In what could be one of the biggest breakthroughs in the bilateral relations between Japan and North Korea, officials from Pyongyang have committed to a re-investigation of the lives of the Japanese citizens that it had admitted to abducting in the 70s and 80s. With this in mind, Japanese officials will be sending police officers and other authorities to the hermit nation to monitor the investigation, with Tokyo mulling on whether they should station the officials there on a permanent basis or not.
In a rare meeting between officials from the two countries in Sweden – Japan does not have normal diplomatic relations with North Korea – came to an agreement about the issue of the abductees, a piece of history that has been a thorn on the relations of Pyongyang and Tokyo for decades now. According to Yoshihide Suga, Japan’s Chief Cabinet Secretary, the North’s commitment to re-investigating the abductees is a big leap forward for both countries, and so is the agreement to station officials in Pyongyang to monitor the investigations. Suga iterated that the government had called for actions seen as missing from the 2008 accord, including speaking with those involved and visiting significant locations, and expressed Tokyo’s pleasure at the North’s acceptance of such requests. He also said that there might be a chance that these monitoring Japanese officials might be stationed there permanently, if it was going to help the progress of the investigations.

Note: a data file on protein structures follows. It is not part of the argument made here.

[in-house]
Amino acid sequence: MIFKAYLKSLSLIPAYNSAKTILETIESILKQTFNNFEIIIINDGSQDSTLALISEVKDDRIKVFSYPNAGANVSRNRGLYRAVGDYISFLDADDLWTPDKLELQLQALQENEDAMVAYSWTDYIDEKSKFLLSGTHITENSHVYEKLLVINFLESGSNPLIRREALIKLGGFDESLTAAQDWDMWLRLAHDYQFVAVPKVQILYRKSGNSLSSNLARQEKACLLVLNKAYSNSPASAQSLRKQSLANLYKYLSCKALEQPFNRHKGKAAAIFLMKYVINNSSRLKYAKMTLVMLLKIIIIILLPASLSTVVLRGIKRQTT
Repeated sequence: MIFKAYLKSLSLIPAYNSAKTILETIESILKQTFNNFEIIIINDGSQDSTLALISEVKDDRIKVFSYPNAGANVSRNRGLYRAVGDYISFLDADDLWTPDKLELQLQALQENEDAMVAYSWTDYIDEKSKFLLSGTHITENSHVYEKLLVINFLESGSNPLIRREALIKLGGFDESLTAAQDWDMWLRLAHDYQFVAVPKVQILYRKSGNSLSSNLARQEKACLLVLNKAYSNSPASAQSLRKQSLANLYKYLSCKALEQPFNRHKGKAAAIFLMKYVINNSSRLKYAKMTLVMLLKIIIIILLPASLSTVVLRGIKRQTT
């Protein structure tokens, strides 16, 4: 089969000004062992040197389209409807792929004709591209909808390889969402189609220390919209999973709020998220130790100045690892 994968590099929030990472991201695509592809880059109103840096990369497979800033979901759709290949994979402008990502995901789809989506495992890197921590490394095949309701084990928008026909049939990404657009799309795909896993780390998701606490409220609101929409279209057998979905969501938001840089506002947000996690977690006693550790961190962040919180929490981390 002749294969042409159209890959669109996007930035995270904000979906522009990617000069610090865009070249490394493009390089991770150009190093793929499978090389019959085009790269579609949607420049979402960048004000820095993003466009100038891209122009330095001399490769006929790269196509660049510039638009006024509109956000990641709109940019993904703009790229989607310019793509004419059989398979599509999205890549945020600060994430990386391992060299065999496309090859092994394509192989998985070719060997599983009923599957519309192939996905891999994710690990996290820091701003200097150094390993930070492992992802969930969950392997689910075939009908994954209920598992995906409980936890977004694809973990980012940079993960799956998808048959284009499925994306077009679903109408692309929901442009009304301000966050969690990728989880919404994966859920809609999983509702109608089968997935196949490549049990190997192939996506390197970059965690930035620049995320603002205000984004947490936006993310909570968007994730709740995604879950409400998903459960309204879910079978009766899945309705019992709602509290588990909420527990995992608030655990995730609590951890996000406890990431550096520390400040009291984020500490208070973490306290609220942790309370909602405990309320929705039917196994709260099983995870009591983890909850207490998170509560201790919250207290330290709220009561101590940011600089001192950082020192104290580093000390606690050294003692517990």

12 years ago, North Korea had famously admitted to abducting 13 Japanese nationals in the 70s and 80s, ostensibly to train them to become spies for their own country. When asked about what happened to these people, Pyongyang claimed that eight of them had already perished, but could not provide sufficient evidence to the truth of their claims. Tokyo believes there is a chance of some still surviving, and that the total number was higher than 13.
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